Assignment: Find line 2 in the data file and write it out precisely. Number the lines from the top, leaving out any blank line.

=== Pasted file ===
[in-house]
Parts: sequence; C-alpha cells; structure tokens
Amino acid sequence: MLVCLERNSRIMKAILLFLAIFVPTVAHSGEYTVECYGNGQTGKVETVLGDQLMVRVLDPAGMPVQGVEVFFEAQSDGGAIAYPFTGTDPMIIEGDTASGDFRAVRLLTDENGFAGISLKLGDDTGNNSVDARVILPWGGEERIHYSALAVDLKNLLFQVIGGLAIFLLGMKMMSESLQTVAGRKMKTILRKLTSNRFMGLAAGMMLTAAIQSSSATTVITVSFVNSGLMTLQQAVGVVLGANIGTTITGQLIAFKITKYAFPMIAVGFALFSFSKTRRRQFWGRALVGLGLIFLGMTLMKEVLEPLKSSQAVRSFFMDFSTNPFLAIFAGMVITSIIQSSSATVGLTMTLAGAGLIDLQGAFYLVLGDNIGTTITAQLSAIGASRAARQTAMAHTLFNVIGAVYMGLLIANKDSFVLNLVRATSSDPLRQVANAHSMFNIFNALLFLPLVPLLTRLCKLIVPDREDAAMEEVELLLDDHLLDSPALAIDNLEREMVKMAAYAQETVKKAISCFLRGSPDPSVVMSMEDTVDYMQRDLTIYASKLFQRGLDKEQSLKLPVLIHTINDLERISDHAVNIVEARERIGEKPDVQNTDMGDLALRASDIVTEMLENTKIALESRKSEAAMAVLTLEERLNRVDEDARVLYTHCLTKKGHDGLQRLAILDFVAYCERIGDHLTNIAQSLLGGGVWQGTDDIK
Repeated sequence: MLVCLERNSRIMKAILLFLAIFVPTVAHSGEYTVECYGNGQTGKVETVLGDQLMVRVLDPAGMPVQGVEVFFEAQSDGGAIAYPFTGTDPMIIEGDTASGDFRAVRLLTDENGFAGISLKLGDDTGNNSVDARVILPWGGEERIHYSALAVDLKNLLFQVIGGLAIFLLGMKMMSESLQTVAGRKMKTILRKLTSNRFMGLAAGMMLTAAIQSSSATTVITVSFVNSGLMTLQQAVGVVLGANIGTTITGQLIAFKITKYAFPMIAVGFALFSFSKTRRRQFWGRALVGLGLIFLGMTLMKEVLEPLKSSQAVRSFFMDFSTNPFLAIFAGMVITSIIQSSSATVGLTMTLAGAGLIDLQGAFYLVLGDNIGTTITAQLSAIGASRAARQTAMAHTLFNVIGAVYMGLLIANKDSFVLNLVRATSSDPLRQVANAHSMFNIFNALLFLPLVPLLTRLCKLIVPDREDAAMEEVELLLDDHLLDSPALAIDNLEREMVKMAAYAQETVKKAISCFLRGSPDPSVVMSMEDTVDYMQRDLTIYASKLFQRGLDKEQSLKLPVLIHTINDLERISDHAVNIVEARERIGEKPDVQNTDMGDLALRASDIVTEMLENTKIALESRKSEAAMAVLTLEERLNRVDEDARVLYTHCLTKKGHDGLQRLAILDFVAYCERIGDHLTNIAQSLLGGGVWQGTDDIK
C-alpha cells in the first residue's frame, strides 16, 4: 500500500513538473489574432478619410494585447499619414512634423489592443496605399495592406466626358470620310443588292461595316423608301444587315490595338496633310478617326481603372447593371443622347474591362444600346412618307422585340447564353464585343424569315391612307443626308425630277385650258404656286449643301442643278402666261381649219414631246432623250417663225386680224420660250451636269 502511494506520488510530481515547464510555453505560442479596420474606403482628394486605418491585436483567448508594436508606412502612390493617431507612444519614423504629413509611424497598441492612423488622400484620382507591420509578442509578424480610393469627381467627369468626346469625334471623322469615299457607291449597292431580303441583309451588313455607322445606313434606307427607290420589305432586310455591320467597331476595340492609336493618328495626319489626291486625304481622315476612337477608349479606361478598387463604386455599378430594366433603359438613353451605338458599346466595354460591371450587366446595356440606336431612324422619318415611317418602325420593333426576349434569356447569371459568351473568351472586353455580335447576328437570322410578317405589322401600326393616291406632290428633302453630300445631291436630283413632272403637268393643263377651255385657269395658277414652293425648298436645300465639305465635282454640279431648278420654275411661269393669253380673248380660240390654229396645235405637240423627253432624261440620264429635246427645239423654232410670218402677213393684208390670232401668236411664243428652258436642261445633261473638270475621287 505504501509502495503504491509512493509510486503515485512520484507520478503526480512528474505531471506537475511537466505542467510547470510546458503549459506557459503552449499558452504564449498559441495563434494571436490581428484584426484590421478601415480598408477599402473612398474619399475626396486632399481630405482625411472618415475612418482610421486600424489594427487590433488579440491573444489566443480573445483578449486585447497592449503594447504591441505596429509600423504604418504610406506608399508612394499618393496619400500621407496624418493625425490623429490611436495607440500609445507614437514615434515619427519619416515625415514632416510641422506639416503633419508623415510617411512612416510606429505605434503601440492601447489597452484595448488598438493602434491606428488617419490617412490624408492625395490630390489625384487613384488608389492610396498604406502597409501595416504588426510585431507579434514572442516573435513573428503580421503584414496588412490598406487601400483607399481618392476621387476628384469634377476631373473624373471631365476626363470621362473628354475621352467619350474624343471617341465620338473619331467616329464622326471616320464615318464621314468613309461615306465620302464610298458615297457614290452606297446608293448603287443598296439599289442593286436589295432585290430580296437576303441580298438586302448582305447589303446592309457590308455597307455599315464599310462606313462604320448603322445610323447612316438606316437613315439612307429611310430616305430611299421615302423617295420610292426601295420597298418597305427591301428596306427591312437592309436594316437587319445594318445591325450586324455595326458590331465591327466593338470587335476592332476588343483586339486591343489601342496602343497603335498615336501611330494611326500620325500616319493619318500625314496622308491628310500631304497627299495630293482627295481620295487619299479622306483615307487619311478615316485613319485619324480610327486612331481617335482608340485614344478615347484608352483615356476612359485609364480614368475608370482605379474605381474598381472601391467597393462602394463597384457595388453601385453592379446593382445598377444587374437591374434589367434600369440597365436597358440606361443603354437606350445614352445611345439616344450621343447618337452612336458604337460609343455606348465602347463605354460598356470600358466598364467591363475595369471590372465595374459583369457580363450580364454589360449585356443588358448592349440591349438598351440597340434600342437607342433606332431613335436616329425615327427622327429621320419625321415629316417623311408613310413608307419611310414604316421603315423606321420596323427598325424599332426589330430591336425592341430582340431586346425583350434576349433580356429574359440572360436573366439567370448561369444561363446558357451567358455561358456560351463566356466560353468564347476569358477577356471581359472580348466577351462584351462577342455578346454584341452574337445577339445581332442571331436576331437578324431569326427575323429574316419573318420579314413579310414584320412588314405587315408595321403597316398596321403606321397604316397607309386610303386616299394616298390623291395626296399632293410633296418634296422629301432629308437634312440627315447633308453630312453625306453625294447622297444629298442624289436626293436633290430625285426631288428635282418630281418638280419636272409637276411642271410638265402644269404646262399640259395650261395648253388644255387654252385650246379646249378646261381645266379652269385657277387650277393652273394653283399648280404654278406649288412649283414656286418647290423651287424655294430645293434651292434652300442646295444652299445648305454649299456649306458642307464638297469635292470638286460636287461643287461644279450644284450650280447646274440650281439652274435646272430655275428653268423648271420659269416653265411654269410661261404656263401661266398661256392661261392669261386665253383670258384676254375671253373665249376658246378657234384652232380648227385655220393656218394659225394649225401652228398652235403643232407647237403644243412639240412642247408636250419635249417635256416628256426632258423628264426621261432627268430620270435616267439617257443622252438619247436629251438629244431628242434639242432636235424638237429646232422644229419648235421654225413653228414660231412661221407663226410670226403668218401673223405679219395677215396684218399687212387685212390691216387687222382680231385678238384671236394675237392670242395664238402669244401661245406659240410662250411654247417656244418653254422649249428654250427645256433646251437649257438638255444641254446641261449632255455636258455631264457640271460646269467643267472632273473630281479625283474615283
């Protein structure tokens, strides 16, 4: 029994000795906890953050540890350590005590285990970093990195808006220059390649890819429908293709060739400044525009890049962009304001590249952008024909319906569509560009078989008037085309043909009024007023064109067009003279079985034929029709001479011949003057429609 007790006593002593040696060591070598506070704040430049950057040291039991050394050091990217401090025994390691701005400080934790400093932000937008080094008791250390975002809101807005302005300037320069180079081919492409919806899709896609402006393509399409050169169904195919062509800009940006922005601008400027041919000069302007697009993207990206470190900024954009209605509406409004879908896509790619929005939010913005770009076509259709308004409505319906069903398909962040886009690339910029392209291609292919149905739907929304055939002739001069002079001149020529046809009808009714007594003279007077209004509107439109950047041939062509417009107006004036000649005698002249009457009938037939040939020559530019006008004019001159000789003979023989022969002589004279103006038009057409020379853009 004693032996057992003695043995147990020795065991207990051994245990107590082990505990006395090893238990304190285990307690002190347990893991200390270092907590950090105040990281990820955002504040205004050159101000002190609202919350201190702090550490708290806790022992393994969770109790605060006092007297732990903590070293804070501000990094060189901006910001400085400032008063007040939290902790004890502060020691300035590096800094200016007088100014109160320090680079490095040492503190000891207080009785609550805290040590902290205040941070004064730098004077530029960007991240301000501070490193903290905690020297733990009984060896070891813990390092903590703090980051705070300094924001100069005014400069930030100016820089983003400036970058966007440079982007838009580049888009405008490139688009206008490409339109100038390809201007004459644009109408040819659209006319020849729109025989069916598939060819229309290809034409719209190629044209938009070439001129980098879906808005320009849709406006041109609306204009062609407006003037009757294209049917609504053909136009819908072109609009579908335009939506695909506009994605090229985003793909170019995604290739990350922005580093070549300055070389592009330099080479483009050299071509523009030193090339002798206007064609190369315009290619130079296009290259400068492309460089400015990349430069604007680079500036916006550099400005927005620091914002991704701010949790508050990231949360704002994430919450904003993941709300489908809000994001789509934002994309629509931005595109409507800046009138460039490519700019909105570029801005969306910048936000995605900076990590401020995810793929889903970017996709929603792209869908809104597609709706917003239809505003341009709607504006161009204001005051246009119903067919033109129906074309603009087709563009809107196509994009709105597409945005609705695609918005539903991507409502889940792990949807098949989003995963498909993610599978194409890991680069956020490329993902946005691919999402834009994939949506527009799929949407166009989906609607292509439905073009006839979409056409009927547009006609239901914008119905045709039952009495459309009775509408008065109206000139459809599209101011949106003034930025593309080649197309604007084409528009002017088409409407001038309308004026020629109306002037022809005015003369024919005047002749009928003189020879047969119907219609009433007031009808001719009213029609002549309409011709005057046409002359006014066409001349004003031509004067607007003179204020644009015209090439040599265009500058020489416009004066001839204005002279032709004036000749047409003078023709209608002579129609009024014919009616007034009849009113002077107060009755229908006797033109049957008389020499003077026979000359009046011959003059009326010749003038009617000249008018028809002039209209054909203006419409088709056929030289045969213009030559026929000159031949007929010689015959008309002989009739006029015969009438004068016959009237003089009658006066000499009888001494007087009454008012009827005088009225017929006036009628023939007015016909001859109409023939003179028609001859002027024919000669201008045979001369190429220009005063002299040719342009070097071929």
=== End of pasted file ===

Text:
Parts: sequence; C-alpha cells; structure tokens